A rogue military blimp wreaked havoc upon Pennsylvania’s power lines before finally being grounded Wednesday.
The surveillance dirigible, JLENS by Raytheon, measures over 240 feet, and is part of a Pentagon program that has been rife with problems. For starters, the program has taken over two decades to deploy, the $2.7 billion it cost was meant to fund 32 blimps—but only two have been successfully launched, the devices are unable to distinguish between “friendly” and “threatening” flying objects in tests and even in-house tests proved the dirigibles have “low system reliability.”
Then a few days ago, a JLENS blimp mysteriously broke loose from tethers supposedly meant to withstand strong storm conditions, and drifted from proving grounds in Aberdeen, Maryland to Montour County, Pennsylvania, trailing 6,700 feet of tether still attached. Thankfully, power lines appear to be the only casualty involved in the incident.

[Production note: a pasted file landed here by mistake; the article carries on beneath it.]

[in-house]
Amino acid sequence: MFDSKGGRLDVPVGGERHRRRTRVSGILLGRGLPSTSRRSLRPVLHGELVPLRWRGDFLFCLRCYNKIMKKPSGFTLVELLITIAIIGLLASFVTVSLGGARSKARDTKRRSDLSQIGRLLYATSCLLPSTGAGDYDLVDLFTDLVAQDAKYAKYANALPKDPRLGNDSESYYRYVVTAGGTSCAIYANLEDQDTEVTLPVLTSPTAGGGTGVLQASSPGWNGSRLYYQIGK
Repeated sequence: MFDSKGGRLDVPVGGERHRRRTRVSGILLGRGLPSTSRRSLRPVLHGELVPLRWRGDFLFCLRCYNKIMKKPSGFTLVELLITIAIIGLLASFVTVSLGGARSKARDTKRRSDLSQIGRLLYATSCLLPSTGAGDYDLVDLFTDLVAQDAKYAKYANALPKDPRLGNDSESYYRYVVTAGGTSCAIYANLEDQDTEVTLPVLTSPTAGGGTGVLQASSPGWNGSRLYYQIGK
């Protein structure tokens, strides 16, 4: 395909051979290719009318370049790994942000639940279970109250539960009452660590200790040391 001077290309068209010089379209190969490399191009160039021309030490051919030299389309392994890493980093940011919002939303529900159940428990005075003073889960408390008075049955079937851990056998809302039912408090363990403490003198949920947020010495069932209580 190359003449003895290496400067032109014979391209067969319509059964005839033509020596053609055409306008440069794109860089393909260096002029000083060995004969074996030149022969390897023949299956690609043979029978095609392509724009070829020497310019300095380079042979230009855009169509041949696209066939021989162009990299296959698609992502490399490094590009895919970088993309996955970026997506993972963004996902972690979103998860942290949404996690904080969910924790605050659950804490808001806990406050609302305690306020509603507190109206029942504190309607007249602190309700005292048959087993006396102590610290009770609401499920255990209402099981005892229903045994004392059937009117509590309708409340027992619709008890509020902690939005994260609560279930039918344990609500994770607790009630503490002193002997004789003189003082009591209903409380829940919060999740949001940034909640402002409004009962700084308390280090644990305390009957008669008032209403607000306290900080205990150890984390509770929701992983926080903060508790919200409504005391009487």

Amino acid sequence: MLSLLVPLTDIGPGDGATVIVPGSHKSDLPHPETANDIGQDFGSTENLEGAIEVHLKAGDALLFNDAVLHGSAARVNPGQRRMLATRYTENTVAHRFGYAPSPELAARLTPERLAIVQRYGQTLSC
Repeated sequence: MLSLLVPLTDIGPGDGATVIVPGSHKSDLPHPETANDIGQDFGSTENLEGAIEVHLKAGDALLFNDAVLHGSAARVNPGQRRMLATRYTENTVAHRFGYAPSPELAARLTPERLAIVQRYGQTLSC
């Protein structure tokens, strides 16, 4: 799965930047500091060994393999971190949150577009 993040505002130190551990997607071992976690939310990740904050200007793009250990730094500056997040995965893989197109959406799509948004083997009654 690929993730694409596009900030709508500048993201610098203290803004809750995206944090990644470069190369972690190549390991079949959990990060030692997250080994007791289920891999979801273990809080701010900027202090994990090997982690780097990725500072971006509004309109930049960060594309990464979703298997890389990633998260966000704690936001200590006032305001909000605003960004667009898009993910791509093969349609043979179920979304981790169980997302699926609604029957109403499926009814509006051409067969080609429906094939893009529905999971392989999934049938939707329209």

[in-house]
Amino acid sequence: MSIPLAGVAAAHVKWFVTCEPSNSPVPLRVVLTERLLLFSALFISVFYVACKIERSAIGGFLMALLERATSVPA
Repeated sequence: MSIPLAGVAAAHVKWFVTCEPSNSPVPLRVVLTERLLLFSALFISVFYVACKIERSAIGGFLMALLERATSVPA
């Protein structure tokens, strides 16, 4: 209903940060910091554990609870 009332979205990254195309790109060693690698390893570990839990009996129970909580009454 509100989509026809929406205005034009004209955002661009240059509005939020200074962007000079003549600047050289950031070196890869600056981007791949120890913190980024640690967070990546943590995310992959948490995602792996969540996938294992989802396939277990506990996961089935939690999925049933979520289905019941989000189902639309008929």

Critics of the Helium-filled spy balloons have dubbed the JLENS a “zombie Program”: expensive, inefficient and hard to kill. United States Army officials attempted to kill the program back in 2010, but then Marine Corps General James Cartwright — vice chairman of the joint chiefs of staff at the time—argued in favor of JLENS, and money was miraculously found to fund a trial run of the devices. Cartwright then retired his position in the military, joined on to Raytheon’s board of directors for $828,000 in cash and stocks.
And so the JLENS program limps on, aided by cronyism and crooked officials, sucking up taxpayer dollars.
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